Why are sex industry advocates so dishonest?

I just came across this article in the Guardian, by two members of the “International Committee on the Rights of Sex Workers in Europe”, which not once even acknowledges that those who oppose the decriminalisation of the entire sex industry, actually support a legal model that involves the decriminalisation of the prostitute her (or him) self, and that any abolitionist approach worthy of the name will also include funding for exit services.

What is dangerously missing from opponents’ arguments is that criminalisation itself reinforces both the social stigma and the material conditions that put individuals at risk. Sex workers as well as men who have sex with men, trans people, people who use drugs or migrants – different identities which often overlap – are all made much more vulnerable by being criminalised. Repressive legal frameworks force sex workers to operate underground or in isolated areas where they are vulnerable to rape and murder. Even worse, stigma means that sex workers are viewed by many people as “deserving” of abuse. Changing cultural values and norms so that sex workers are less stigmatised will take decades or centuries – but decriminalisation can be achieved in our lifetime.

This is what Amnesty did, insist that decriminalising prostitutes, while criminalising the pimps and johns was just the same as criminalising prostitutes.

There is also the very dishonest, and, frankly, homophobic, conflation of ‘sex work’ and homosexuality – are all gay men ‘sex workers’? Is decriminalising the sex industry a necessary prerequisite for decriminalising homosexuality?

Is decriminalising the sex industry a necessary prerequisite for having a sensible legal approach to drug use?

Is decriminalising the sex industry a necessary prerequisite for treating migrants well?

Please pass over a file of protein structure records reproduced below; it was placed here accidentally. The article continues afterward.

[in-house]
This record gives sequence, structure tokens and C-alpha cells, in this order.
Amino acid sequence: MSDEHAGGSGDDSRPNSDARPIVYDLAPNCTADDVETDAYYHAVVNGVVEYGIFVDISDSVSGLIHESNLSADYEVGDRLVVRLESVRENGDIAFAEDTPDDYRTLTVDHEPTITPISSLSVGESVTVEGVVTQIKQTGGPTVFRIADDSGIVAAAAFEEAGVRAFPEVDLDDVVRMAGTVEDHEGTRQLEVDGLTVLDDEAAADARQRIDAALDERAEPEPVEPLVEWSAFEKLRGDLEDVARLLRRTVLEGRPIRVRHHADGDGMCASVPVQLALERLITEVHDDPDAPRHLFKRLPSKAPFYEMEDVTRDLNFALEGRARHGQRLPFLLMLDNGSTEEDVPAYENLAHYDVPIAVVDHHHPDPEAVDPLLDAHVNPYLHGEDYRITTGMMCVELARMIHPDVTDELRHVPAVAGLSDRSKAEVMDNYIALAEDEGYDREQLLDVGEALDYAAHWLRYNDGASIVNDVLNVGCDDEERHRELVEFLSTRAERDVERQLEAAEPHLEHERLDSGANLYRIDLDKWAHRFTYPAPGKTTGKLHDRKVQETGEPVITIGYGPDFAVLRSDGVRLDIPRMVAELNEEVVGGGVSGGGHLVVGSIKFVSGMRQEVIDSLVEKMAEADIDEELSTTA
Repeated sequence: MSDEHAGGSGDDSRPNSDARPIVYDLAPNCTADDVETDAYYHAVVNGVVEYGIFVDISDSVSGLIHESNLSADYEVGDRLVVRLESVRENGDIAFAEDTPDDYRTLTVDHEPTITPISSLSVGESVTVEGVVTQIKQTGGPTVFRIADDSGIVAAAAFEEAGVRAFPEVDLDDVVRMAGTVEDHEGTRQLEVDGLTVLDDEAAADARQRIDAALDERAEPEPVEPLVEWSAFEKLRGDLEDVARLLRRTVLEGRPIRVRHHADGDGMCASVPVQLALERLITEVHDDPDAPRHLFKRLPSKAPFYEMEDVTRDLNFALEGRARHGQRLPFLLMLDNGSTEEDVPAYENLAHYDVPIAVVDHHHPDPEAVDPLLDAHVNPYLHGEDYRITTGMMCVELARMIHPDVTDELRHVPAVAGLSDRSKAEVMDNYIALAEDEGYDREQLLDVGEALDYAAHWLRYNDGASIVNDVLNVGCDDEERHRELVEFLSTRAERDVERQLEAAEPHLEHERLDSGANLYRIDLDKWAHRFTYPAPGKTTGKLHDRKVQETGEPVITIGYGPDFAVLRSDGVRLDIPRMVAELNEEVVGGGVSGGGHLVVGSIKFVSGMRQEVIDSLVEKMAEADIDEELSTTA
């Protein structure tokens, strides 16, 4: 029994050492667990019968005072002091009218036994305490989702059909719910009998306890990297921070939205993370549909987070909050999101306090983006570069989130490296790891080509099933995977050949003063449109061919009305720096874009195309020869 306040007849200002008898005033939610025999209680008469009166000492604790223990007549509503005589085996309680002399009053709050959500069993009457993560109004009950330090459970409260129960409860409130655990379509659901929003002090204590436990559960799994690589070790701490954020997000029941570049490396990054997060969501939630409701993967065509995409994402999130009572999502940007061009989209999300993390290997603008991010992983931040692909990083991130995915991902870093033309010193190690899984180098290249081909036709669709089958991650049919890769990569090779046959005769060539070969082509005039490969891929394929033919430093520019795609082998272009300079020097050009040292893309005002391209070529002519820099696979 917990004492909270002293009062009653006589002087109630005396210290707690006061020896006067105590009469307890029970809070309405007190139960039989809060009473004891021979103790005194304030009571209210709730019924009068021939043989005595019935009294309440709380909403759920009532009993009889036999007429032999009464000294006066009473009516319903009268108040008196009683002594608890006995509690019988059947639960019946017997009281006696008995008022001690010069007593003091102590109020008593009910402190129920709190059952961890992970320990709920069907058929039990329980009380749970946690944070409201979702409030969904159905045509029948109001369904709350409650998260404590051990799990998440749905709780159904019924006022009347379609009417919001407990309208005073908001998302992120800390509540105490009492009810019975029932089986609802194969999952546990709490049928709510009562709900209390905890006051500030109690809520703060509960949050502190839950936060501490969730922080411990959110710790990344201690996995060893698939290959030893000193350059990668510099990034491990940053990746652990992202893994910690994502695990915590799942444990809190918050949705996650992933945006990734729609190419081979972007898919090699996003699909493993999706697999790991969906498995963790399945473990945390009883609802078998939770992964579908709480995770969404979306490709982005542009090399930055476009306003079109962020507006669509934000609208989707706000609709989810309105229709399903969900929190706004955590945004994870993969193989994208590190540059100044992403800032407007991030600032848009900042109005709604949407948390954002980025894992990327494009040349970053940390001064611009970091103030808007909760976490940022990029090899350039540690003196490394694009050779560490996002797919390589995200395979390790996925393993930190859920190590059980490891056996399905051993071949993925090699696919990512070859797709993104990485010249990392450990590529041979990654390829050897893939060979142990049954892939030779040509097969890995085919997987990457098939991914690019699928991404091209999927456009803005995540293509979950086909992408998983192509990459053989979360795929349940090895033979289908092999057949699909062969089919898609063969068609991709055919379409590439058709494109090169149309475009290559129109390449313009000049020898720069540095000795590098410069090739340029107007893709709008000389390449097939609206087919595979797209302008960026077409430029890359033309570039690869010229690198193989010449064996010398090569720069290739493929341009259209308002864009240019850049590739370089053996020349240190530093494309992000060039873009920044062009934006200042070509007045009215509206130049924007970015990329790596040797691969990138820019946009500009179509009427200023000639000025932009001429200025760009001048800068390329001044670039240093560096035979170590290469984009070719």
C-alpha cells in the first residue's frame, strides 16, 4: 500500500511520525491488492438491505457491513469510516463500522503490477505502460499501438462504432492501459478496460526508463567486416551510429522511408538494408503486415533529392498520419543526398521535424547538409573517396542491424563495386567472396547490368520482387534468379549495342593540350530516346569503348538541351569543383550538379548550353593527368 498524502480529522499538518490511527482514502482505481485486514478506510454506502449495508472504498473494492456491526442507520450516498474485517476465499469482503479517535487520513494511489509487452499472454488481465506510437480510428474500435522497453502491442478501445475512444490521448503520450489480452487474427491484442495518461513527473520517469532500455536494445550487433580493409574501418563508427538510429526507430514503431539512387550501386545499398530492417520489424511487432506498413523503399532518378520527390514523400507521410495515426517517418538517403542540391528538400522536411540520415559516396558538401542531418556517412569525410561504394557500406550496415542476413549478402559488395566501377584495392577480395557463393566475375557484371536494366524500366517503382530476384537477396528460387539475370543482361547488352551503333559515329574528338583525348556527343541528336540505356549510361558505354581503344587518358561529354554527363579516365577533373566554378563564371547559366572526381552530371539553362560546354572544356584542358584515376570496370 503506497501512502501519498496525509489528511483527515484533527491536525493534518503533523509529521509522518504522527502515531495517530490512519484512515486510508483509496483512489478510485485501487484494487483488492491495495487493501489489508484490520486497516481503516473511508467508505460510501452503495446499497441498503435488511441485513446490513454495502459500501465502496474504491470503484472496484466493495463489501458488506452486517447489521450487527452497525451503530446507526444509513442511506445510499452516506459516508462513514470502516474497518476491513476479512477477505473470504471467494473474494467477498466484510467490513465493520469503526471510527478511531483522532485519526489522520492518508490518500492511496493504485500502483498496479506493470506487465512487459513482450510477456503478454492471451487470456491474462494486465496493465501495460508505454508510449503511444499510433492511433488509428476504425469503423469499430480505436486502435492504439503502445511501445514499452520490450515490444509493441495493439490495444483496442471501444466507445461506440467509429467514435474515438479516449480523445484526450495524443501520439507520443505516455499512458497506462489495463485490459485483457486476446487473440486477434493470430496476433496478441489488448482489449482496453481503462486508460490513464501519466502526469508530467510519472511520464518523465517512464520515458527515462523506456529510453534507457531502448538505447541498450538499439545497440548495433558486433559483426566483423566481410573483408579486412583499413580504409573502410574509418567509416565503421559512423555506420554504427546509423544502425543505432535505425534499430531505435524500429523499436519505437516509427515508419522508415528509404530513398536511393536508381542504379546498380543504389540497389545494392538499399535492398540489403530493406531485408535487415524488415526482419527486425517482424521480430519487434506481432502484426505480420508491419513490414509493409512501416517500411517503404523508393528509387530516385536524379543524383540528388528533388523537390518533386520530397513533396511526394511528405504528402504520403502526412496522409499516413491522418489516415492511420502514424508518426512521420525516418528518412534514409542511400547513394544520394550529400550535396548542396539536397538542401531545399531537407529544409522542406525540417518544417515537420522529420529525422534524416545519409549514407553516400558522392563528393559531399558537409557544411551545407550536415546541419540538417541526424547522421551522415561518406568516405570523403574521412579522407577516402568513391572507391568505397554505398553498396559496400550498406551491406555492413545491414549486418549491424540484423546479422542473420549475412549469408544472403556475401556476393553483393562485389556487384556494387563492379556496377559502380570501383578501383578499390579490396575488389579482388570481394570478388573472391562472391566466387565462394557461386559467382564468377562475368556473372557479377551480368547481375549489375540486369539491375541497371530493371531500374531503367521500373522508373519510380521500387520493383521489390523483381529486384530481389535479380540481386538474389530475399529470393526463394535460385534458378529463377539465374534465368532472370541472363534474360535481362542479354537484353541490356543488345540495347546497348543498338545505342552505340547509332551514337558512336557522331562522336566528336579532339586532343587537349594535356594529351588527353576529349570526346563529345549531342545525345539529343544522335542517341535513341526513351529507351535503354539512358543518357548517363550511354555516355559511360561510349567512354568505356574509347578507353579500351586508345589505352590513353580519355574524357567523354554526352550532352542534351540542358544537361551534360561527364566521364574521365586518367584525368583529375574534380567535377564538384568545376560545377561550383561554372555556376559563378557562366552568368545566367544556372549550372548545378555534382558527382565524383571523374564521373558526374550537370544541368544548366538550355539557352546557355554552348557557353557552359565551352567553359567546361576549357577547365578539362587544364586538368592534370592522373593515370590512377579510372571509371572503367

And again, there is this nebulous ‘stigma’ argument (which Glosswitch tackles so brilliantly here) – they are even admitting now (as Germany has shown), that decriminalising the sex industry doesn’t actually do anything to tackle this ‘stigma’ – and there is the entirely dishonest implication that those opposing decriminalisation think prostitutes deserve to be abused; there are many johns who think this, the number of abolitionists who do is zero.

The real ‘stigma’ here is misogyny, decriminalising the pimps and johns and the commodification of women’s bodies and sexuality and legitimising male entitlement does not challenge misogyny and patriarchy at all, it just reinforces it.

What sex industry advocates are saying – when it’s not all the magical choosy choices of already privileged women – is that woman are poor, so they ‘need’ ‘sex work’, rather than any other route out of poverty (and poor women and girls aren’t good for anything else anyway), so let’s paper over the cracks, round them all up into flat-rate brothels and out of town (and out of sight) ‘sex boxes’, and hand out condoms and lube, because that’s all we can do, that’s all those women are worth.

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3 responses

  1. Here’s an example of someone flat-out lying over what the abolitionist approach means, insisting that a model that, by definition, means decriminalising prostitutes, actually means criminalisng prostitutes, including child victims of commercial sexual exploitation!